• Multiplicative model

It is an alternative approach to the additive model and assumes that the components act proportionately to each other. It is preferred over the additive model when the seasonal variation is not constant and becomes proportionately larger as the time series value increases. The model is presented as follows: Y(t) = T(t)*S(t)*C(t)*R(t).


Here is an example of a question that ACCA might test in your exam:


A time series model of sales volume has the following trend and additive seasonal variation:

Y= 4000 + 6000X,

Where Y is the quarterly sales volume in units, and X is the quarter number (the first quarter of 2017 = Quarter 1, the second quarter = Quarter 2, etc.)

Seasonal Variation:


Variation (units)










What would be the time series forecast of sales units for the second quarter of 2018?


Y= 4000 + 6000X

Y= 4000 + 6000(6)

Y= 40000 + 1000

Y= 41000

If you want to master the skill of calculating accurate time series forecasts, then immediately enroll in our F2 course taught online and onsite by Sir Ahmed Shafi at Mirchawala’s Hub of Accountancy.


Time series analysis is a versatile analytical technique that helps in interpreting the data collected over a period of time. It helps multiple businesses to forecast the future behavior of a variable based on past data. The decision-making process becomes more efficient, and precise judgments are made.

Hope this article helped you better comprehend the topic of time series and all your queries are now cleared. Visit the MHA LMS portal and watch Sir Ahmed Shafi’s lectures to get a professional guide for your ACCA F2 exam. 

Frequently Asked Questions (FAQ’s)

Q1) What are the four components of time series?
The four components of the time series are as follows:

  • Trend: the long-term movement of data over time.
  • Seasonal variation: the repetitive fluctuations at regular intervals in data.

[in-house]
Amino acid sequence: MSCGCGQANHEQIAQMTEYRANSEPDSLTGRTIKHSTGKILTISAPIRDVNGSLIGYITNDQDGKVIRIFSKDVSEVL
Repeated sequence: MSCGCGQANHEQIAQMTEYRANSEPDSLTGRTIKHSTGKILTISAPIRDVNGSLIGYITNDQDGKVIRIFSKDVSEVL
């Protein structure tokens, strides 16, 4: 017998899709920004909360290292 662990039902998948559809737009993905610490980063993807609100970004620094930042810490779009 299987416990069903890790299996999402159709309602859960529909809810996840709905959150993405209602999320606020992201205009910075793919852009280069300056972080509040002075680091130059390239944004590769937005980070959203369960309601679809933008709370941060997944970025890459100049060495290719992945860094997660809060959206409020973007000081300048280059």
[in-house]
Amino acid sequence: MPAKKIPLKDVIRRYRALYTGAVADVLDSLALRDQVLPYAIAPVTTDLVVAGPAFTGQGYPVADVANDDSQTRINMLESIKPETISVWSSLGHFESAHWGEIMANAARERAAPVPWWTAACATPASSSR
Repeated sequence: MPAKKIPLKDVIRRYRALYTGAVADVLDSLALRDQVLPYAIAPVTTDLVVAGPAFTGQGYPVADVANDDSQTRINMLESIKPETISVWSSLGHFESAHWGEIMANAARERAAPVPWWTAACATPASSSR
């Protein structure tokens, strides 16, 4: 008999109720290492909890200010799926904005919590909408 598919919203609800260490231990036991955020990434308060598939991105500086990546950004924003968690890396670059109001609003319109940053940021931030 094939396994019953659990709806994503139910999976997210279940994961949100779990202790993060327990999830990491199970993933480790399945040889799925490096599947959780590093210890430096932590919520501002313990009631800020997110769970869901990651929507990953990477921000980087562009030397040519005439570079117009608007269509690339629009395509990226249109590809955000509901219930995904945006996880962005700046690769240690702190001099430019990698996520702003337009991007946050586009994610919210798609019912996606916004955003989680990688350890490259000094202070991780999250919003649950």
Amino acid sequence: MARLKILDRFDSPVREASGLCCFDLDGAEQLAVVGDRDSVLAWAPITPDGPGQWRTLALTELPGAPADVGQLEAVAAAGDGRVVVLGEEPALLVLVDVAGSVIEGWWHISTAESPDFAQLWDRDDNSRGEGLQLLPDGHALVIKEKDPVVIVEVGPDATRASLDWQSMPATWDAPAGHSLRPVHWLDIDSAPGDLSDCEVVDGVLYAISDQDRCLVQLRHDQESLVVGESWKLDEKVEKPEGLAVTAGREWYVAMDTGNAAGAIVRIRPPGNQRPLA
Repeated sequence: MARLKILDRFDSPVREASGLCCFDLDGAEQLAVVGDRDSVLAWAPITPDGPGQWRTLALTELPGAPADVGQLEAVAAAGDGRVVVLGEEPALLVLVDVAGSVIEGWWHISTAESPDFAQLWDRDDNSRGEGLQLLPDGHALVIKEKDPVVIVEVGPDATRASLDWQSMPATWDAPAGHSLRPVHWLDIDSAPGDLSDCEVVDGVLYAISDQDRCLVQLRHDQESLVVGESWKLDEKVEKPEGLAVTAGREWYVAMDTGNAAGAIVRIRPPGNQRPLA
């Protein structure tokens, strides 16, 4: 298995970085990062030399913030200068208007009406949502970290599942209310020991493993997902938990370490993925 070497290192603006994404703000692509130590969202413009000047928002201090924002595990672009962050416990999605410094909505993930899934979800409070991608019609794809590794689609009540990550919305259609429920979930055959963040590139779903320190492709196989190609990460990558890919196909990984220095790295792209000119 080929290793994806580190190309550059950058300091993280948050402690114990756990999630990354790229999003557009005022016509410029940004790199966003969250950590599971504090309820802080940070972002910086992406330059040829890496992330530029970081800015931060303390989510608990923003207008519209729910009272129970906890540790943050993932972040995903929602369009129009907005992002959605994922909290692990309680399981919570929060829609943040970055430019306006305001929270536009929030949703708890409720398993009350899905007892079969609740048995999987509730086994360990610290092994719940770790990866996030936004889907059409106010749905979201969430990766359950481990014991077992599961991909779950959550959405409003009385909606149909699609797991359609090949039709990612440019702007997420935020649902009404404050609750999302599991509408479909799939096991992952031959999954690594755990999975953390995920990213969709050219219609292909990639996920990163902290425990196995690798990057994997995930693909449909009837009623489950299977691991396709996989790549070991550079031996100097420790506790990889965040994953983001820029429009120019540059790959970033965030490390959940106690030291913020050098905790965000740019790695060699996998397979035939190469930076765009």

• Cyclical variation: the cyclical patterns are longer than a year and are influenced by economic factors.
  • Random variation: one-off events like floods.

 Q2) What is the difference between time series and regression?

Regression assumes that the data is independent and random, while time series is ordered and dependent on time.

Q3) What are the applications of time series analysis?

There are various practical uses for time series, like sales forecasting, weather forecasting, economic forecasting, finance forecasting, and more.

Q4) What are the limitations of time series analysis?

Time series analysis might give less accurate results due to missing and irregular data. Also, selecting an appropriate model for time series is a complex task and would require specialist expertise. 

Q5) What is the concept of time series?

A time series is a collection of clearly defined data points produced and recorded over time. They are taken on a regular, timely basis to study and analyze the change in one variable at successive points in time.

Written by Yumna Tariq Bright student of Mirchawala’s Hub Of Accountancy 

Visit ACCA Global for further information.